The small-cap Russell 2000 index closed at an all-time high on Tuesday, edging right up to the 1,000 mark (it closed at 999.99). Then Ben Bernanke took to the microphone Wednesday, and turmoil took hold of the markets. The small-cap index ended the day Thursday at 960.52, off about 4 percent over the course of two days.
But if the pundits are correct in their analysis of the reason for the market’s retreat – that the Federal Reserve may soon bring an end to the period of ultra-low interest rates – those smaller stocks may actually end up outperforming.
Some selling pressure in the large-cap stocks is reasonable, especially those in defensive pockets of the market and above all in those that are big dividend plays and have served as a de facto alternative to bond investments while Treasury yields have languished at levels that are negative in real terms. The selling pressure is also logical in light of the stock market’s big gains this year. True, what the Fed will do and when it will do it remains less than explicit, but speculation of the sort we’ve seen in recent days is just what feeds big market moves.
One element isn’t a matter for speculation: Fed policymakers have made it clear from the start that interest rates would remain at their current levels unless and until the real economy was healthy enough to withstand higher interest costs. If the Fed does push forward with a plan to taper off its $85 billion monthly purchases of fixed income securities, it will be because the FOMC believes that economic growth is robust enough to cope with the blow.
“That’s when it makes sense to consider a reallocation to smaller cap stocks, which do offer a kind of beta play on the growth in the economy,” suggests Brad McMillan, chief investment officer of Commonwealth Financial Network, a private broker-dealer entity based in Waltham, Mass. His theory: Rather than chasing yield and income and defensive investments, investors will shift to hunting for growth. That, McMillan believes, will lead them in the direction of small-cap stocks such as those in the Russell 2000.Already, there are signs that this might be happening. The iShares Russell 2000 Index Fund (IWN) is up 14.74 percent so far this year; the S&P 500 index’s gain is a slightly more modest 12.66 percent. And if you dig into earnings growth, as Greg Harrison, an analyst at Thomson Reuters, has done, you’ll see that a similar pattern emerges. In the first quarter of 2013, S&P 500 companies saw earnings increase 4.55 percent, but those of Russell 2000 stocks generated growth of 5.64 percent.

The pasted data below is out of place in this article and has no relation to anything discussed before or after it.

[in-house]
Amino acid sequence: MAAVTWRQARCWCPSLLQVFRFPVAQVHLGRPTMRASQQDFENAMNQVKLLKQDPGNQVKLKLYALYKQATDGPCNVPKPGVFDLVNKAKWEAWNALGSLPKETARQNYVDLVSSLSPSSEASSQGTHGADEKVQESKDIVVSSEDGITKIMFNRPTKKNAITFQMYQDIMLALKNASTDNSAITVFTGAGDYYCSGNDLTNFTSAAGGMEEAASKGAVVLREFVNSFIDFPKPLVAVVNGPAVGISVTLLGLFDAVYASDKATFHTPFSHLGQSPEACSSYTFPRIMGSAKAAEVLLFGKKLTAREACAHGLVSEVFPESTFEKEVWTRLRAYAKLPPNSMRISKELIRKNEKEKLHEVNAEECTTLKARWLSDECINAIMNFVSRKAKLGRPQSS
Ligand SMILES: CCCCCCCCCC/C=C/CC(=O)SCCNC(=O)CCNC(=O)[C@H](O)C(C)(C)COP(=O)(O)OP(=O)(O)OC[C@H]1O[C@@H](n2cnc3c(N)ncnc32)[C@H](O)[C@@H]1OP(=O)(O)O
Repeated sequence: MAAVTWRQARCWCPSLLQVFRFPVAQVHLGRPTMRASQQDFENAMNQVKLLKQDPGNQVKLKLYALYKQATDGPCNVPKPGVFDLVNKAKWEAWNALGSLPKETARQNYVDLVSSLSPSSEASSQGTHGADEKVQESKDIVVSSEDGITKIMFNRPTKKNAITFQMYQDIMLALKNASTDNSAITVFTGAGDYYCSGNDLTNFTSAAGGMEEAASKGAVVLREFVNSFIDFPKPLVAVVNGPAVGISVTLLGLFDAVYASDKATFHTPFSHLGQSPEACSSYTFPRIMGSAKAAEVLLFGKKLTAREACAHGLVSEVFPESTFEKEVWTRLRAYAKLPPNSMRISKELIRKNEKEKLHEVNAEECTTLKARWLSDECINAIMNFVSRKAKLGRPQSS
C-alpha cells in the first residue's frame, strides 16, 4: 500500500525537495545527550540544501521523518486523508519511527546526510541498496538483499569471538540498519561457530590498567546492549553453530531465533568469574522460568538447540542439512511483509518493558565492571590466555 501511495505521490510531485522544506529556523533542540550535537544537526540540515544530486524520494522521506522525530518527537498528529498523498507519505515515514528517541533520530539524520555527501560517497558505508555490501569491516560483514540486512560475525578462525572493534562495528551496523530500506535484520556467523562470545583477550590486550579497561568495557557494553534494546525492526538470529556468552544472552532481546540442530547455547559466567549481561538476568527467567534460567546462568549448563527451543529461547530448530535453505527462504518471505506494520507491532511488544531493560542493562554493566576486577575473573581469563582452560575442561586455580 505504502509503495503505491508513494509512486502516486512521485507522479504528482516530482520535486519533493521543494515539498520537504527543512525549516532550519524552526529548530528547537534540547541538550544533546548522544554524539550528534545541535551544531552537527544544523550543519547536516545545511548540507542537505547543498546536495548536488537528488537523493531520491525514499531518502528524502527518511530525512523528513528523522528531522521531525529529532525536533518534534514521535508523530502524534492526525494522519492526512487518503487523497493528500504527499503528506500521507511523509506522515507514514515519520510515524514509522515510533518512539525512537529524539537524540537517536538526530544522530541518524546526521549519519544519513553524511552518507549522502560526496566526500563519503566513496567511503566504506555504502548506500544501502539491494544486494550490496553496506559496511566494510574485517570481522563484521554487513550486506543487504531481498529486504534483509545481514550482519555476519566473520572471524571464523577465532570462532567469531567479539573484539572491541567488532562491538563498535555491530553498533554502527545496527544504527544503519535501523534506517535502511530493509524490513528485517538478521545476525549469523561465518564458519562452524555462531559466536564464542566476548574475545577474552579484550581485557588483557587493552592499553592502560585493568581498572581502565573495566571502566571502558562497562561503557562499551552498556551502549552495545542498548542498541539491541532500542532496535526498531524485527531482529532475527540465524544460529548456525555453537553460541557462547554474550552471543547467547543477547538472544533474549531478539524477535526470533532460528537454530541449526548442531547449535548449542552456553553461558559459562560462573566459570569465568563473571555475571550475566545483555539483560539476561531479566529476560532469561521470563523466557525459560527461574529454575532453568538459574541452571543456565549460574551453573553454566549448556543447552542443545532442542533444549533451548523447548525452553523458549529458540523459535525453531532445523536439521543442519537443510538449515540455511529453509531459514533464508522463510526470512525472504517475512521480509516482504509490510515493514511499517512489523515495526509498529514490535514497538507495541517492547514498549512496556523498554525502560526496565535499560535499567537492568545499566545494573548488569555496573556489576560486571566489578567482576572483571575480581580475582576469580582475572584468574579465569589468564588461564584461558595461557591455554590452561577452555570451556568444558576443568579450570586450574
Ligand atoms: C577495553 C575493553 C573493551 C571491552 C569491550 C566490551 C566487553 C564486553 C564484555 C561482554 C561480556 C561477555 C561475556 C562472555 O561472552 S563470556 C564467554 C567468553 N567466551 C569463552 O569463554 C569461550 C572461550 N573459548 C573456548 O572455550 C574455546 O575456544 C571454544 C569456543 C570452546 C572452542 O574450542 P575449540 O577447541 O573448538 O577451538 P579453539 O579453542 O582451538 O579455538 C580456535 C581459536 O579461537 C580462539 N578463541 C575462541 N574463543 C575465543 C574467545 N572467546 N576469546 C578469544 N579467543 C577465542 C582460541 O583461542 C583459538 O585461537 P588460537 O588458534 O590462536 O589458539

Indeed, smaller companies seem better able to produce growth in profits: the S&P Midcap 400 companies reported growth of 8.62 percent and those in the S&P Smallcap 600 announced profits jumped 8.55 percent. Harrison, who bases his calculations on analysts’ published forecasts, has published data suggesting that this gap may widen throughout 2013 and into next year. For 2013 as a whole, his estimates suggest that earnings for S&P 500 companies will climb 6.95 percent, while those at companies in the Russell 2000 will rise 22.66 percent. The gap is even more pronounced in 2014 projections: an impressive 13.2 percent increase in profitability for the S&P 500 but a 31.38 percent surge for Russell 2000 earnings.Those who aren’t fans of small stock investing may well mutter that the group has historically faced many headwinds. Smaller companies, they gripe, can include many newer and less-established companies that have yet to develop big brand names or track records of sales; they may be overly reliant on a handful of bigger customers, too. Because their market capitalization is smaller, there is less stock available, which may mean that trading volumes and thus liquidity is lower – another concern for today’s ultra-risk averse investors.
On the other side, small stock bulls like to point to the fact that these companies are more likely to offer a play on the domestic economy and shelter from any economic weakness or storms abroad, in regions like Europe or some emerging markets that are slowing down.
At least some of those opinions may be out of date, suggests McMillan. While he still views small stocks as a play on growth, he does caution that it’s harder to find shelter from the global economy in their embrace. “Even if these companies themselves don’t sell overseas, their clients may, so there is indirect exposure.”
On the flip side, however, for the most appealing small stocks, liquidity concerns are likely to be less important than often thought. “Fund managers are doing a dance between valuation and future opportunities,” McMillan argues. “For attractive stocks, this creates a pool of potential buyers at various levels, meaning that it can limit the volatility on the downside.”
This doesn’t mean that small cap investing is easy or free of risk. If McMillan’s analysis is right and investors start chasing a way to play growth rather than defensive and yield-generating stocks, small caps will see big inflows of new capital. Inevitably, that will lead to pockets of overvaluation, meaning that investors choosing to pick out stocks for themselves rather than identify small-cap stock funds with solid track records that are still accepting new capital (an often-tricky proposition) may want to be wary and do some extra due diligence on valuation.
But even as the big dividend stocks are repriced to reflect the feeling that they may be less valuable when bond yields are rising, look for a similar repricing, on the upside, in the small cap universe.